A toilets rough in is the distance from the finished wall behind the tank to the flange. There are a few measurements you need to consider. These include:
Grab a tape measure. You're going to be measuring the distance from the wall located behind where the tank will be to the center of the waste outlet. DO NOT measure from a baseboard or any type of skirting. You should only be noting the distance from a finished wall. If you already have or planning to put some kind of framing or a stud wall in, you need to take into account how thick that wall is and apply it to the final figure.
Many of you reading this will discover yours is 12 inches. This is seen as the standard and most common option, and there are many toilets built for this size on the market.
However, some bathrooms will require either 10 inch or 14 inch. While less common, there are also some great options available. See below for more information.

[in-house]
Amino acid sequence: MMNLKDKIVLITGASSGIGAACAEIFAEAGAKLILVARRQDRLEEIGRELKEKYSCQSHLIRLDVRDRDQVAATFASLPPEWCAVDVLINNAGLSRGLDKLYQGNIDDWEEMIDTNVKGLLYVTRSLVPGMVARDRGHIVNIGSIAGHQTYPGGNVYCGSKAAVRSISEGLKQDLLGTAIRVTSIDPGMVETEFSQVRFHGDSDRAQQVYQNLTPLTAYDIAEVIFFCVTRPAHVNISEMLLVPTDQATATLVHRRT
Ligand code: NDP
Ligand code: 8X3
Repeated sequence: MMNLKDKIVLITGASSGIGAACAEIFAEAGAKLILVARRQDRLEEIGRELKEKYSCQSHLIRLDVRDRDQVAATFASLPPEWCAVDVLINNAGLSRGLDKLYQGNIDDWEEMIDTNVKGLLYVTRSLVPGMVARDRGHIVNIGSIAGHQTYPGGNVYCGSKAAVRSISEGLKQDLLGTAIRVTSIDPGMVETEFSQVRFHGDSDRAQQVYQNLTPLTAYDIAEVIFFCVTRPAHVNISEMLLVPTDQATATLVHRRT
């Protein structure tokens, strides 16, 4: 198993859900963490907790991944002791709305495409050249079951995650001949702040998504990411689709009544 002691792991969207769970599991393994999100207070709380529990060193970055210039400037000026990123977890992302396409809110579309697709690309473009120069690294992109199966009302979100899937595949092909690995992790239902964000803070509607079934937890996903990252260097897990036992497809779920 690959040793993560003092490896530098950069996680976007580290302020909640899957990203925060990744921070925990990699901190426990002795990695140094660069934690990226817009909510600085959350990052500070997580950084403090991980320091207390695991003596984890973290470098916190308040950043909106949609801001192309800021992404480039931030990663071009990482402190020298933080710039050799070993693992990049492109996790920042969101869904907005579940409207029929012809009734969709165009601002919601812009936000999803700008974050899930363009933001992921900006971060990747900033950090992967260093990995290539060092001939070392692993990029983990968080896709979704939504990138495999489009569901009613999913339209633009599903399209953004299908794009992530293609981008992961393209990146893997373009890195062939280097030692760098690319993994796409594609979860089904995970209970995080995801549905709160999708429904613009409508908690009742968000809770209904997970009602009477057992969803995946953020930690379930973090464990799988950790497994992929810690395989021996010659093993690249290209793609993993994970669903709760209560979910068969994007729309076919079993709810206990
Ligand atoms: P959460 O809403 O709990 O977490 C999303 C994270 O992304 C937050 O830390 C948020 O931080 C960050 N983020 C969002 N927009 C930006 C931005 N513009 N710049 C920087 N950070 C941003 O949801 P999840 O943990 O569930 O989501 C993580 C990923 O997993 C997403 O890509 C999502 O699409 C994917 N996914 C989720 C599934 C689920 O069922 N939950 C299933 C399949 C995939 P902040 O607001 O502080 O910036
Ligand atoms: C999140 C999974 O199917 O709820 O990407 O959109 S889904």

The great thing about this, is that you don't have to move your flange if it doesn't quite fit the standard size.
You don't want anything sitting too close to the edges of the bowl. Not only will it make the bathroom space feel more enclosed, it will also will make it hard to move around in your bathroom. And lets face it, this can be a hazard.
In simple terms, you want 15 inches minimum clearance around the bowl. This means if you've got a wall to the left, your outlet needs to be 15 inches away. The same applies to any vanities, sinks, and shower bases.
When it comes to bowl depth, and how much clearance is required in front of the bowl, this varies. It completely depends where your located and your plumbing code. The International Plumbing Code says you need 21 inches. The Uniform Plumbing Code is even more at 24 inches. Instead of measuring from the flange, this is taken from the part of the bowl that extrudes the furthest from the wall.